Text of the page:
The first note of your song is an ocean on midsummer mornings. Illusory– a conjuring of wings learning to perch on the barks of old clematis and stories etched on bright Palmyra leaves. A ship with masts like clouds caving in and out of starless horizons, undoing themselves to seek refuge in placid constellations.
Rains visit your heart before knocking on the doors of outstretched seas. Rivulets waltz to steady staccatos that stem from Amma’s viola, their roots firmly placed in the generous lap of golden soils. Trees with azure branches become your children, nomads who whisper in your ears the secret of where they truly wish to live. Wind waves to the sun in swirls– an act of the crinoline spreading around, unlearning its contours to meet its beloved. The moon is a searchlight for birds scurrying past storms to return home in safety.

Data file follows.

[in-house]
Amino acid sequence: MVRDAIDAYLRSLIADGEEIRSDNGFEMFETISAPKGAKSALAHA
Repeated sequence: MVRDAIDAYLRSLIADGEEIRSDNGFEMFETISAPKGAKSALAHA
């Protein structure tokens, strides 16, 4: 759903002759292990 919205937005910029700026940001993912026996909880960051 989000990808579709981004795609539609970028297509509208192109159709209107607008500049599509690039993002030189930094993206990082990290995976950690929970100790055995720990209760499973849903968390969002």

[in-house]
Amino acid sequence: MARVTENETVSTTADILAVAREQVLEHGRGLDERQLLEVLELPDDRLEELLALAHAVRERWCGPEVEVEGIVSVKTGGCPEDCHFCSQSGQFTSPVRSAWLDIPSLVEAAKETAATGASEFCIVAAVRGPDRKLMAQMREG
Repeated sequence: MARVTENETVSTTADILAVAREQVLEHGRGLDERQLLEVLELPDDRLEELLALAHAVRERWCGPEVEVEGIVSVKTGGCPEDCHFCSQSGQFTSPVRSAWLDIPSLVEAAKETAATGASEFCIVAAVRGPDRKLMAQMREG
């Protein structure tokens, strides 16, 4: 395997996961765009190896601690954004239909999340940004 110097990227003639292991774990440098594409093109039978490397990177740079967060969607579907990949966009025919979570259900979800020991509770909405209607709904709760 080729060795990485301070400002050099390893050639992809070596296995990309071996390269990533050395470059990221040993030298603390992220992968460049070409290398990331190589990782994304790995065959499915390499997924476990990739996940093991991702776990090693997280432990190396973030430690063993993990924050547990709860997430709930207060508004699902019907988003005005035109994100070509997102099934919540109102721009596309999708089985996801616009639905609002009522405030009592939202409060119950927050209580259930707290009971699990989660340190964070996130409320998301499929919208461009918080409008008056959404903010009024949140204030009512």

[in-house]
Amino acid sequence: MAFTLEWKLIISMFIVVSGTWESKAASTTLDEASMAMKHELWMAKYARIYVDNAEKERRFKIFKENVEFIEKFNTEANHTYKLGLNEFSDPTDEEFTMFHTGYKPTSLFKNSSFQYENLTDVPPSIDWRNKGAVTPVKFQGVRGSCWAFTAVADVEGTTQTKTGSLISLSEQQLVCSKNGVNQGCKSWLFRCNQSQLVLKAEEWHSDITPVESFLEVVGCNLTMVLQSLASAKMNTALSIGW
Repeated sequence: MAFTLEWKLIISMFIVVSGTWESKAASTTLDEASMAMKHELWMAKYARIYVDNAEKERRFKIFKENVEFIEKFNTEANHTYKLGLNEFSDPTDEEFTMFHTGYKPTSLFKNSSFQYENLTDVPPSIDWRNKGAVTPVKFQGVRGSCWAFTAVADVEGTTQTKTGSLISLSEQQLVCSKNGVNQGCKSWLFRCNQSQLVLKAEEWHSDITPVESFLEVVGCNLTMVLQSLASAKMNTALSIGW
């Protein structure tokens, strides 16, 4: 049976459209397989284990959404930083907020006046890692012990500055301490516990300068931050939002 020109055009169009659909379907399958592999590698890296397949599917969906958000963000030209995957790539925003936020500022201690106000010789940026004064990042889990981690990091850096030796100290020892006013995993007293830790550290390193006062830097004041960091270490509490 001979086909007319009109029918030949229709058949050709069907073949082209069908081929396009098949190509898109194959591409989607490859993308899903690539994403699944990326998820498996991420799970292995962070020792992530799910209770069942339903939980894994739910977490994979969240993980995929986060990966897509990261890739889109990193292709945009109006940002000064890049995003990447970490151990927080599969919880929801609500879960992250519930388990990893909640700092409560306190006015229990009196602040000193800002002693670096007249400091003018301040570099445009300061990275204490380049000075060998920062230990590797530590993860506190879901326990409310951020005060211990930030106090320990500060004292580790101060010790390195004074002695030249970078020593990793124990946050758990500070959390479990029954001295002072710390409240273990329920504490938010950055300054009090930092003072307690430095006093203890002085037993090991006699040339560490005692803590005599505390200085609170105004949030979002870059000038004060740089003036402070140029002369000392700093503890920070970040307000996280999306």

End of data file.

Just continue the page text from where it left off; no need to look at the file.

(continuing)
Aeons dissolve in an ambiguity of philosophers discussing the existence of numbers as time improvises still, capricious melodies.
Inside this line that runs like a lake between the city and the map, wounds meet crevices. The river learns what it feels like to be an intermediary in a world enshrouded by extremes. The vast stretch of oases that runs from everywhere to everywhere grapples with understanding the essence of its expanse.
The last time I heard of it, distance was quantifiable, measurable. That we could count the dunes in the desert, the scrubs in the foliage, the breaths of estuaries, the footsteps of escalating legatos, the seconds of clocks at the tips of our fingers.
So tell me, how many seas separate your land from mine?
Trivarna Hariharan has published poetry at places like Textploit, On The Rusk, Allegro Poetry, Writers Asylum, Mad Swirl, Tuck Magazine and elsewhere. She serves as the editor in chief at Inklette, the poetry reader for Sprout, and is the Head Officer for Journalism at Redefy. Her first poetry collection "Home and Other Places" is slated for a 2016 release by Nivasini Publishers. She believes strongly in the power of art to bring about a change in the world.